Regarding structuring and management of clinical data and information within the healthcare system, Dr. Califf emphasized the public health system’s critical role in establishing an efficient and properly aligned healthcare system. He noted that RWE initiatives should not be dismissed, as they hold immense potential, but their full realization hinges on addressing the systemic issues within the American healthcare system itself. In concluding the lunch keynote, Dr. Califf emphasized the necessity of cross-sector collaboration involving key entities such as the FDA, National Institutes of Health (NIH), Centers for Medicare and Medicaid Services (CMS), and other stakeholders. He stated,
“There’s a lot of aggregation going on for the financial benefit of elements of the system. Where is it integrated for the benefit of the patient? It wouldn’t take that much give from every element of the system.”
Session 2: Lessons Learned from Real-world Endpoint Analyses and Opportunities for Use in Drug Development
Panel 2 Discussion
The second panel, moderated by Irene Nunes of Flatiron Health, featured a discussion on “Lessons Learned from Real-world Endpoint Analyses and Opportunities for Use in Drug Development.” The panelists included Ashita Batavia of Johnson & Johnson Innovative Medicine (formerly Janssen R&D), Thomas Brown of Syapse, Laura Fernandes of COTA, Jane Perlmutter, a Patient Advocate, and Donna Rivera of the FDA. The discussion started with highlighting Friends’ initiatives to characterize rw-endpoints and establish aligned methodologies.
The panelists engaged in a robust conversation about the feasibility of collecting RWD from diverse sources. They stressed the importance of aligning clinically based assessments of response while acknowledging the nuances between rigorous clinical trials and observational data, such as RWD. Moreover, the panelists collectively emphasized their commitment to building a high-quality RWE system. This system would be characterized by source standardization, design justification, and method validation to ensure drug safety and effectiveness, underpinned by robust evidence.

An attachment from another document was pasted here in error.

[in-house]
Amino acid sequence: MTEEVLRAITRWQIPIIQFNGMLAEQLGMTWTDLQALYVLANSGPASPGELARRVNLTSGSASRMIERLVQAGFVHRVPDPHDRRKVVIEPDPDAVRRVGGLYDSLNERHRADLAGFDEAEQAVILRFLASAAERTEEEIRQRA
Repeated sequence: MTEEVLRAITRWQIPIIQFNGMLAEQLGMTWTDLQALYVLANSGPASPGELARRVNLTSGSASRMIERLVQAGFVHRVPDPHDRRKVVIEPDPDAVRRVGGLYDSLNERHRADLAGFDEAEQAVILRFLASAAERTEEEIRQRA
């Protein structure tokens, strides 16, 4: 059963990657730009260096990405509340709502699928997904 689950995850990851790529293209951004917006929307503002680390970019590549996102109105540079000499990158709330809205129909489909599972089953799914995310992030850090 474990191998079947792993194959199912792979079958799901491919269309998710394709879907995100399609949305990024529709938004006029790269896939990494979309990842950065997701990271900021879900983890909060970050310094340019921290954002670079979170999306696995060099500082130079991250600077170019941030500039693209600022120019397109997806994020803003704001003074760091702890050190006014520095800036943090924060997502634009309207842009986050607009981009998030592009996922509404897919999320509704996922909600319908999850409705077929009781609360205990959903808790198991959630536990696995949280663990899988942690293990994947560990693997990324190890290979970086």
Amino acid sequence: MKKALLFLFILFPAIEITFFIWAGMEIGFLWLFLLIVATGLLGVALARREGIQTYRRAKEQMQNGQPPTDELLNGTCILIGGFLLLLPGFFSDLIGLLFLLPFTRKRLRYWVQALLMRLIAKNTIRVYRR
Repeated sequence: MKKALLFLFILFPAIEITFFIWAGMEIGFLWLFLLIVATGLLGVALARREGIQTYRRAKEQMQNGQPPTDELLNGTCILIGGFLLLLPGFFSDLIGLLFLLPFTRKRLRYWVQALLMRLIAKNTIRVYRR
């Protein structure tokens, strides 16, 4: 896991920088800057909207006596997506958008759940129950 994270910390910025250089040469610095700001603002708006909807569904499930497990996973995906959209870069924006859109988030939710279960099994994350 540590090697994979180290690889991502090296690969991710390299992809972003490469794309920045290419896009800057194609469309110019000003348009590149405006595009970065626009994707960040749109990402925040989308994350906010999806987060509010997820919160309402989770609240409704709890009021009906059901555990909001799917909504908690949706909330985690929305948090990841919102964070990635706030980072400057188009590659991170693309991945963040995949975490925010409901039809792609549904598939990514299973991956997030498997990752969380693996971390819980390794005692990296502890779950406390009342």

In their closing remarks, the panelists highlighted the need for an open-minded approach to embracing new technologies, including artificial intelligence, as well as the imperative of fostering more cohesive cross-sector collaborations. Their ultimate goal is to leverage RWD and precision medicine to improve patient health outcomes.
Friends also published a pre-meeting discussion document titled “Considerations for Leveraging Real-World Endpoints in Oncology Drug Development”: An Analysis of Pilot Results by the Real-World Response Working Group.